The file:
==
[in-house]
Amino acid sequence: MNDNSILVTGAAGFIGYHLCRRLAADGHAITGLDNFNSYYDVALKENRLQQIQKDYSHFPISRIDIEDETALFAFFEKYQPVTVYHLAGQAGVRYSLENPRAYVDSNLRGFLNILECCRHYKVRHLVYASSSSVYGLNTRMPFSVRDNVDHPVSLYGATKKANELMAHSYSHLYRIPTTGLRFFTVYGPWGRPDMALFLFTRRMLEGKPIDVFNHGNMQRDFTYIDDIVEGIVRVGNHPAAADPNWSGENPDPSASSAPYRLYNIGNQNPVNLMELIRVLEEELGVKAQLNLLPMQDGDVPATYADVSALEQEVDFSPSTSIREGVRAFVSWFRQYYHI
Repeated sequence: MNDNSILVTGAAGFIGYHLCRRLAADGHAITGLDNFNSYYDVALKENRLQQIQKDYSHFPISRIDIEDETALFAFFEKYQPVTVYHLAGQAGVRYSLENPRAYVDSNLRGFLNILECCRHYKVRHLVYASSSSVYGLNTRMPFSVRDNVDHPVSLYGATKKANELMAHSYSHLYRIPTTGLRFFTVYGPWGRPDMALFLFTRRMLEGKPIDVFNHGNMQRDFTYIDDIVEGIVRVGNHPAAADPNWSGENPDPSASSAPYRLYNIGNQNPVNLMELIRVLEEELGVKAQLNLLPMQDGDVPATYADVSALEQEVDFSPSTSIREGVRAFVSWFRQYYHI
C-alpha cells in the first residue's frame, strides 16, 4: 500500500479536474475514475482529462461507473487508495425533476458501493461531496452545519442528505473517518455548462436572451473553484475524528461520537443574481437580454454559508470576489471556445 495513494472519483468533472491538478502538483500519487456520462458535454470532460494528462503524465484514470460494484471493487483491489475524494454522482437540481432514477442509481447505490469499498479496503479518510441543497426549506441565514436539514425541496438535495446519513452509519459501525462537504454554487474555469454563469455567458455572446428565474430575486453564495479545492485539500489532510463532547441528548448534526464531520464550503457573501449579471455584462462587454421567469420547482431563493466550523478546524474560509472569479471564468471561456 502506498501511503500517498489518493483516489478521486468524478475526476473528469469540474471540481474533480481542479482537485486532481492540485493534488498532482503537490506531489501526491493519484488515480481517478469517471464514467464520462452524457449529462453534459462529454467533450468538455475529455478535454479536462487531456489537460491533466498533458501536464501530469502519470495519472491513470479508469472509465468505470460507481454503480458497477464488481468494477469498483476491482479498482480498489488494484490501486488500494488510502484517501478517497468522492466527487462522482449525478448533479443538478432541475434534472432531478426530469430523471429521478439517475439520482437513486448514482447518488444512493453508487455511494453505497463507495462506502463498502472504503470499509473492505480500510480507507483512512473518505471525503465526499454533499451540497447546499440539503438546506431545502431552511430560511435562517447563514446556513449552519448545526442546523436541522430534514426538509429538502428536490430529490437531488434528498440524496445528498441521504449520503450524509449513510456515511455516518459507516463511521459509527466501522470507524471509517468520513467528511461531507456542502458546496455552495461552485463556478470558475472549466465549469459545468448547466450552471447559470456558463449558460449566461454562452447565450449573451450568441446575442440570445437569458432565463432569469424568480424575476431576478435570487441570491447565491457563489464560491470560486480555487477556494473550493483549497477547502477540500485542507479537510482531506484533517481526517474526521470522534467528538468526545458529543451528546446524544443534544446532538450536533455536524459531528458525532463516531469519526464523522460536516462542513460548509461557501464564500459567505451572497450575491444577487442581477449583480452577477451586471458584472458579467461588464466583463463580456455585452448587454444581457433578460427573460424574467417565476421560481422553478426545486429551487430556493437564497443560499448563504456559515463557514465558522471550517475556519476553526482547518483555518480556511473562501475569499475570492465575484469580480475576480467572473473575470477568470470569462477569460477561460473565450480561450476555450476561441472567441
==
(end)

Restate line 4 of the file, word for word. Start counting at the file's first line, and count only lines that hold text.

C-alpha cells in the first residue's frame, strides 16, 4: 500500500479536474475514475482529462461507473487508495425533476458501493461531496452545519442528505473517518455548462436572451473553484475524528461520537443574481437580454454559508470576489471556445 495513494472519483468533472491538478502538483500519487456520462458535454470532460494528462503524465484514470460494484471493487483491489475524494454522482437540481432514477442509481447505490469499498479496503479518510441543497426549506441565514436539514425541496438535495446519513452509519459501525462537504454554487474555469454563469455567458455572446428565474430575486453564495479545492485539500489532510463532547441528548448534526464531520464550503457573501449579471455584462462587454421567469420547482431563493466550523478546524474560509472569479471564468471561456 502506498501511503500517498489518493483516489478521486468524478475526476473528469469540474471540481474533480481542479482537485486532481492540485493534488498532482503537490506531489501526491493519484488515480481517478469517471464514467464520462452524457449529462453534459462529454467533450468538455475529455478535454479536462487531456489537460491533466498533458501536464501530469502519470495519472491513470479508469472509465468505470460507481454503480458497477464488481468494477469498483476491482479498482480498489488494484490501486488500494488510502484517501478517497468522492466527487462522482449525478448533479443538478432541475434534472432531478426530469430523471429521478439517475439520482437513486448514482447518488444512493453508487455511494453505497463507495462506502463498502472504503470499509473492505480500510480507507483512512473518505471525503465526499454533499451540497447546499440539503438546506431545502431552511430560511435562517447563514446556513449552519448545526442546523436541522430534514426538509429538502428536490430529490437531488434528498440524496445528498441521504449520503450524509449513510456515511455516518459507516463511521459509527466501522470507524471509517468520513467528511461531507456542502458546496455552495461552485463556478470558475472549466465549469459545468448547466450552471447559470456558463449558460449566461454562452447565450449573451450568441446575442440570445437569458432565463432569469424568480424575476431576478435570487441570491447565491457563489464560491470560486480555487477556494473550493483549497477547502477540500485542507479537510482531506484533517481526517474526521470522534467528538468526545458529543451528546446524544443534544446532538450536533455536524459531528458525532463516531469519526464523522460536516462542513460548509461557501464564500459567505451572497450575491444577487442581477449583480452577477451586471458584472458579467461588464466583463463580456455585452448587454444581457433578460427573460424574467417565476421560481422553478426545486429551487430556493437564497443560499448563504456559515463557514465558522471550517475556519476553526482547518483555518480556511473562501475569499475570492465575484469580480475576480467572473473575470477568470470569462477569460477561460473565450480561450476555450476561441472567441